by Mohamed al-Azaki
SANAA, Dec. 2 (Xinhua) -- The United States has been mounting pressure to bring an end to the war in Yemen that is pitting its close allies in the Saudi-led coalition against Iranian-allied Shiite Houthi rebels.
After more than three years of devastating war that killed thousands and brought the whole Yemeni nation to the brink of starvation, why is the United States stepping up its pressures now?
The U.S. Secretary of Defense James Mattis has called for "immediate end" to the war in Yemen.
"It looks like very, very early in December up in Sweden we'll see both the Houthi rebel side and the Saudi-backed government of Yemeni President Abd-Rabbu Mansour Hadi will be up there," Mattis told reporters at the Pentagon last week.
Mattis' words were quickly backed by the U.S. Secretary of State Mike Pompeo.
In the U.S. Congress, many senators have risen their voices to end the U.S. military support to Saudi Arabia, increasing pressure on Trump administration to end the war in Yemen.
They are now preparing to pass a legislation to completely end the U.S. military assistance to Saudi Arabia.
Also, many European countries, including France, have backed the calls for ending the conflict in Yemen. Some European governments announced a pause of their weapon sales to Saudi Arabia.
Britain sent its Foreign Secretary Jeremy Hunt to Riyadh to press for an end to the Yemen's war.
Now, after such unprecedented push, the United Nations is well confident that all rival parties to the conflict will engage in those upcoming peace process.
These accelerating moves are raising a question, why now?
"The U.S. diplomatic movements have begun in early October, after the Western media began to learn about details of the murder of Saudi journalist Jamal Khashoggi," said Abdelelah Haidar, a Yemeni political analyst and an expert on the U.S. political issues based in Kuala Lumpur, Malaysia.
Jamal Khashoggi, a Saudi dissident, who was a journalist for The Washington Post, was reportedly assassinated inside the Saudi consulate in Istanbul on Oct. 2.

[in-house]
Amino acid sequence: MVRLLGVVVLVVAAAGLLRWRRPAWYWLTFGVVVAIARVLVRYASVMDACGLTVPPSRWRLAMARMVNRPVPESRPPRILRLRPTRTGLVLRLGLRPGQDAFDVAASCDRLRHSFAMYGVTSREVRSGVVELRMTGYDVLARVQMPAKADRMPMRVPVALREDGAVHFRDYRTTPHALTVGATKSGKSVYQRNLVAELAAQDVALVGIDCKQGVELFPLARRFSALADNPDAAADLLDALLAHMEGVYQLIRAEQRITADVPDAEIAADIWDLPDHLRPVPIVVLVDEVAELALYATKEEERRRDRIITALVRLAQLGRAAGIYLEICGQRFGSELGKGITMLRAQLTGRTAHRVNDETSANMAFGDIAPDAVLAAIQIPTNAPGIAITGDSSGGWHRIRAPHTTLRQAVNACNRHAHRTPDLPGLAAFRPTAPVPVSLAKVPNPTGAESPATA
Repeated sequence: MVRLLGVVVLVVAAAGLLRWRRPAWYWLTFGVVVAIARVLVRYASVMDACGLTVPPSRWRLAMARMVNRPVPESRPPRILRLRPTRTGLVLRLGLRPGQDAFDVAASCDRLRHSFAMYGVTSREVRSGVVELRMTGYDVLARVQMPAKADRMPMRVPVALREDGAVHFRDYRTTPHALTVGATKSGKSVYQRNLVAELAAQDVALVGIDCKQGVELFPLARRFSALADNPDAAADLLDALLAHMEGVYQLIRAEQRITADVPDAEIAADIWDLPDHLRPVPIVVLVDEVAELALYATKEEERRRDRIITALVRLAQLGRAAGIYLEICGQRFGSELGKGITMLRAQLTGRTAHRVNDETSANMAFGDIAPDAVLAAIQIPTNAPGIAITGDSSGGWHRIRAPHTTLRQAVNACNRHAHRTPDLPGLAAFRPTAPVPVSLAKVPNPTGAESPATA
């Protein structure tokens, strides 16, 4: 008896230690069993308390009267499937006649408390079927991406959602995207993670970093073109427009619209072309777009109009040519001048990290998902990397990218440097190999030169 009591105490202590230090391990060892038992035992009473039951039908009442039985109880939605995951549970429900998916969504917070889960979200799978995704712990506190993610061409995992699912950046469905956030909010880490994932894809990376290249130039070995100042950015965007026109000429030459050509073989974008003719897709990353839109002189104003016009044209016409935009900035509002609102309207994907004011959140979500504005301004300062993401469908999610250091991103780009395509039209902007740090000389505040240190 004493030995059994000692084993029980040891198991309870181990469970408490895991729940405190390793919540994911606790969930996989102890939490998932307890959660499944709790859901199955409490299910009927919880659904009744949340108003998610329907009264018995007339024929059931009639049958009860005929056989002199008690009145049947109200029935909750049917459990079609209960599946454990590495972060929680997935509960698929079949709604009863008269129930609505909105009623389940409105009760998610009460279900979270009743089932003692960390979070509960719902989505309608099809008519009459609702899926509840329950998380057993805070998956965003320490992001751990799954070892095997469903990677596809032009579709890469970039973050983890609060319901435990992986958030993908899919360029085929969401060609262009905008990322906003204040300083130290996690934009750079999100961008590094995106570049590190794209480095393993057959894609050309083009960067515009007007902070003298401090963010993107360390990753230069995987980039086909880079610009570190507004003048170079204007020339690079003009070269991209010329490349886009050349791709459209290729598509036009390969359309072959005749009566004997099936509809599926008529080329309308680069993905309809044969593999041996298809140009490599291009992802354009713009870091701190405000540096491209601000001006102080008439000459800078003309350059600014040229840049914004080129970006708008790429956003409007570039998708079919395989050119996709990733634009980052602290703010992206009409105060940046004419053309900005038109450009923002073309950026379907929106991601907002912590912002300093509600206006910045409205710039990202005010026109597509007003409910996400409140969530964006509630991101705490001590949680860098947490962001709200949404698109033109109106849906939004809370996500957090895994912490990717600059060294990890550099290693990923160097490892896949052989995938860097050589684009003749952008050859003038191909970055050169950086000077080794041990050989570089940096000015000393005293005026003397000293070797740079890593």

The Saudi government has since been facing increasing pressure to disclose the perpetrators behind the murder of Khashoggi, as well as to end its war in Yemen.
"It appeared to be a U.S. military decision by the Pentagon chief Mattis as he was the first U.S. official to demand an immediate end to the Saudi-led coalition war in Yemen," Haidar told Xinhua.
Before Mattis' move, many voices in the Congress, which are very critical to the administration of U.S. President Donald Trump, have increasingly demanded the punishment against the murders of Khashoggi and called for an end to the Yemen's war.
"The victory of democrats in the midterm elections in the Congress in late October has sped up the pressure on Trump's administration," Haidar said.
"The democratic's senators were backed by a large-scale support from the leading U.S. media outlets, which focused on the Saudi-led coalition war in Yemen and linked it with the murder of Khashoggi," he said.
"I think, the Congress' pressure is targeting Trump himself ... it targeted the personal business relationship between Trump, his son-in-law Jared Kushner and the Saudi royal family," Haidar said.
Analyst Adel al-Assar of Sanaa-based daily Althawra newspaper said that "all comes together, the Congress' actions and U.S. media reports on Yemen's war, to put Trump administration to do something."
"The democrats in the Congress are preparing to move ahead toward a complete cut of the U.S. military assistance to Saudi Arabia," al-Assar said.
"So, Trump and Kushner have their own personal motive to save Saudi Crown Prince Mohammed bin Salman, whom they have a very special friendship," he added.
The Congress' movements and Trump's "personal motivation" are two important factors that could probably explain what was behind the U.S. quick action towards its close ally Saudi Arabia and the war of Yemen.
The same movements could also be seen recently in the discussions inside the British House of Commons and the House of Lords, which focused on Khashoggi's murder and the war in Yemen.
Professor Ali al-Ammary of the Faculty of Media in Sanaa University argued that the increasing pictures of Yemen's war, particularly the airstrikes, the Yemeni malnourished children and depressed Yemeni families on western media front pages, were the key factor behind the recent international pressure to end the war.
"The peoples in the U.S. and Europe have become aware that millions of Yemeni children are dying from malnutrition, starvation and epidemic diseases as a result from the Saudi-led coalition naval blockade for more than three years," said al-Ammary.
It was an "ignored war" for many months because many western journalists had been denied access to Yemen, by now the international media organizations have become more active in reporting daily tragedies of millions of Yemenis.
"It has become facts that are shown by international media outlets, newspapers and televisions on a daily basis, and that put pressure on the U.S. and Britain to take an action now to stop this conflict," al-Ammary said.
"I think it's the right moment to push for the Yemen peace, which represents all the best opportunity to date," he added.